I recently shared a collaborative praise poem I wrote with my students at the end of the semester. I loved that class. I love that poem. I love those students. But I don’t love my job, and days after the end of the semester I am really struggling with the question of how much longer I can do it. Vicki Davis wrote a great post about this last year. Her post encouraged me to share my struggle.
I am worn out and worn down. I know I am not alone as all around me teachers are finishing up their school years, but I cannot help resenting my college peers who have been sleeping in for more than a week and spending leisurely days reading (or so I imagine). My professional identity is split between teaching at the college level and directing a National Writing Project site which means the end of the semester coincides with a tremendous ramp up to our summer programming (including two summer institutes for teachers and four summer camps for students) as well as a budget close-out. Mix in a state director’s retreat and you might see how overwhelmed I am. I haven’t managed to dig my way out of the clutter and to-do list that accumulated during the end-of-semester onslaught of grading and immediately followed by the retreat (which generated a whole new set of tasks to take on). Technically I am off contract and on summer break (or at least the break between spring and summer semesters), but in reality I am working like crazy and stressed beyond belief.
I know it could be worse. Once upon a time, I would end the semester and then hop a plane to Lubbock, Texas, for a two-week intensive May Seminar and then get back home just in time for all the June craziness of summer institutes, camps, and budgets. I don’t know how I did it, but I suspect it was because I was foolishly optimistic then that all the hard work and stress would lead somewhere. I ridiculously believed that it would lead to opportunities. Opportunities that never materialized due to a perfect storm of academic market changes, economic failures, and personal decisions. Was there one point when my career went wrong? I don’t think there was one single decision that derailed everything, but that point is moot now. Now I am stuck between the proverbial rock and hard place and I need to consider the question so eloquently posed by The Clash: Should I Stay Or Should I Go?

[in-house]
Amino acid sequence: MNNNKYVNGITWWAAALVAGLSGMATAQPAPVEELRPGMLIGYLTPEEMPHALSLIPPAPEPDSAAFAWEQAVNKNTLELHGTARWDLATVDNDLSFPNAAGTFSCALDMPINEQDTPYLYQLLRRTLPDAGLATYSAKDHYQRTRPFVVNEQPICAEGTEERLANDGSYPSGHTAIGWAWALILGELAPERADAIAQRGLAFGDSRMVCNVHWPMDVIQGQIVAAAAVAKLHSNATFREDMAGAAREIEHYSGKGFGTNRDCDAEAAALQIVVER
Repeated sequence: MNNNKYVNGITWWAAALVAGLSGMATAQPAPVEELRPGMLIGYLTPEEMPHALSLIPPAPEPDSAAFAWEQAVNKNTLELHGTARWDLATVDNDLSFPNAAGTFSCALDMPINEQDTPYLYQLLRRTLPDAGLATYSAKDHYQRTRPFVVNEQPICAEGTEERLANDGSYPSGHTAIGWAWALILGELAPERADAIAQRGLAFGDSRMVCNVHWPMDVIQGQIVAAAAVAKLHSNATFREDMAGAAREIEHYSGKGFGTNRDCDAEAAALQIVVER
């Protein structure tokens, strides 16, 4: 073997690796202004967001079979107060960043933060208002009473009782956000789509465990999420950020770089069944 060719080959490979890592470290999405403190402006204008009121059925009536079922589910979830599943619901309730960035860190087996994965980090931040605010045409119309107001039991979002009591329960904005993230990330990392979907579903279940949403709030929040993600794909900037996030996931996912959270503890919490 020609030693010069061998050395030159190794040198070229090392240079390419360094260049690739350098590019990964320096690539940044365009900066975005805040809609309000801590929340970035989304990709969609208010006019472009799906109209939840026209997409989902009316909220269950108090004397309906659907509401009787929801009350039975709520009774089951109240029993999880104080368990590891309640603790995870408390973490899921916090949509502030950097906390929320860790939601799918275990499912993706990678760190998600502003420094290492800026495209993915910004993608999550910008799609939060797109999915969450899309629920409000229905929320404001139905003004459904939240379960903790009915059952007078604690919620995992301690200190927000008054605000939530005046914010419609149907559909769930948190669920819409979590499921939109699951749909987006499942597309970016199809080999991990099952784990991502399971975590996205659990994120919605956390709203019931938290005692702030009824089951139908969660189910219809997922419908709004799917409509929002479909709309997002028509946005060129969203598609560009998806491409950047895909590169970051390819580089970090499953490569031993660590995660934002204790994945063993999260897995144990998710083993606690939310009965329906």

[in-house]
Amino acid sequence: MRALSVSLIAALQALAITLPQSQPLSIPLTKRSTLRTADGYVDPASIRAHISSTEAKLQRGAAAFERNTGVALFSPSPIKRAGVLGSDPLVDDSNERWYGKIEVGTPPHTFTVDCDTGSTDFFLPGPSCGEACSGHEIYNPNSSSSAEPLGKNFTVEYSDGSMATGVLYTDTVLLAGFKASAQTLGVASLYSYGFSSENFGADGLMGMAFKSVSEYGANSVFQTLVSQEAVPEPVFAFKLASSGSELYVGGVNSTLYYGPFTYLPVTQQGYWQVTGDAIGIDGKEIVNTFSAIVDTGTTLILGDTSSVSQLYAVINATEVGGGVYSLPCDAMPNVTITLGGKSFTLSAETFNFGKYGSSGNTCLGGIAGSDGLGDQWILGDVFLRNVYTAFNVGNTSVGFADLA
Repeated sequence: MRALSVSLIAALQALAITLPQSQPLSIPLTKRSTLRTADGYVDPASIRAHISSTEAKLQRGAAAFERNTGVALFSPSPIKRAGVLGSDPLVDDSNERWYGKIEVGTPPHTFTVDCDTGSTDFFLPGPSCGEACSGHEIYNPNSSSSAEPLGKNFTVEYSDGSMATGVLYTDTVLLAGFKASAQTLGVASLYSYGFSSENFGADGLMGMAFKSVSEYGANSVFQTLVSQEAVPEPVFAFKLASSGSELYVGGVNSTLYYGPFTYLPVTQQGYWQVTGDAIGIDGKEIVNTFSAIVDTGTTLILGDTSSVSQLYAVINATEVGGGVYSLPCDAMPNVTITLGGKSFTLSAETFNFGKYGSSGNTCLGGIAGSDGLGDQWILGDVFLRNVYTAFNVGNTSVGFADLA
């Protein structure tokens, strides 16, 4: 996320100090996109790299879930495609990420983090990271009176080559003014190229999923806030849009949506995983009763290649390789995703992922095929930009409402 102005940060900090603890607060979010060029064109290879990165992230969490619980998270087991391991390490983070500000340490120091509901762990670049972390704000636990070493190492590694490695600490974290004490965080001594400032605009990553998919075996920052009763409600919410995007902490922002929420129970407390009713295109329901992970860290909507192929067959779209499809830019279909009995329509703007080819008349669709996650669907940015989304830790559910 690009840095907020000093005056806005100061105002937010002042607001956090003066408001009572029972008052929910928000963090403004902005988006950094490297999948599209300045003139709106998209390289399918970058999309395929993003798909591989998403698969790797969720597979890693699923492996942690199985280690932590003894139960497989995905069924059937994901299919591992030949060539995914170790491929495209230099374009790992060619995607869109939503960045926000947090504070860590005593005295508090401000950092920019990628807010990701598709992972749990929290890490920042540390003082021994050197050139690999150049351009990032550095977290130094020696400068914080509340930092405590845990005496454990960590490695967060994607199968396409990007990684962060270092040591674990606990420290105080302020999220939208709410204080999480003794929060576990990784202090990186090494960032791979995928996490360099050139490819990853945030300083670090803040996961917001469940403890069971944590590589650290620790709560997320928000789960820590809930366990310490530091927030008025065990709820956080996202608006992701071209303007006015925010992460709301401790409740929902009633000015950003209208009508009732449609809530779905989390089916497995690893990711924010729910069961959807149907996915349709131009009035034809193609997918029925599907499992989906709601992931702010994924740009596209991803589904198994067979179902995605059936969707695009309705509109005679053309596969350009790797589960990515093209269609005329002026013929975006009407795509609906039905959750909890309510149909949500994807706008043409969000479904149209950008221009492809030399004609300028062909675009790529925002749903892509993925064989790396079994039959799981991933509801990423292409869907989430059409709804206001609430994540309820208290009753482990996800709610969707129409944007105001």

I have always loved that song and writing this post made me revisit it and I am struck again by how many lines resonate with me:
If I go, there will be trouble
And if I stay it will be double
That is exactly how I feel right now. When I deliberately chose, for my own sanity and for my family, to stop searching for a tenure-track job, I was content with my professional position, so it didn’t seem to be a terribly difficult or brave choice. I had many of the advantages of such a job while avoiding many of the disadvantages. It was not perfect, but life was pretty good and I had the freedom to focus on the work that I loved. And there was a tremendous sense of joy and freedom, then, about giving up the onerous grinding burden of the academic job search. But a number of forces have combined to steadily erode the quality of my working conditions and I continue to feel, here in Kentucky, that we are in some sort of death spiral. Things just keep getting worse and I have no idea when we will hit bottom – will it be in my lifetime? And that is, in part, what makes the question about staying in teaching an even bigger struggle. Where I live there are a number of colleges and universities within commuting distance and, so, there was always the comforting notion that I could always leave my current position and move to a different institution, but, with layoffs and hiring freezes all around me, the sound of slamming doors is terrifyingly deafening.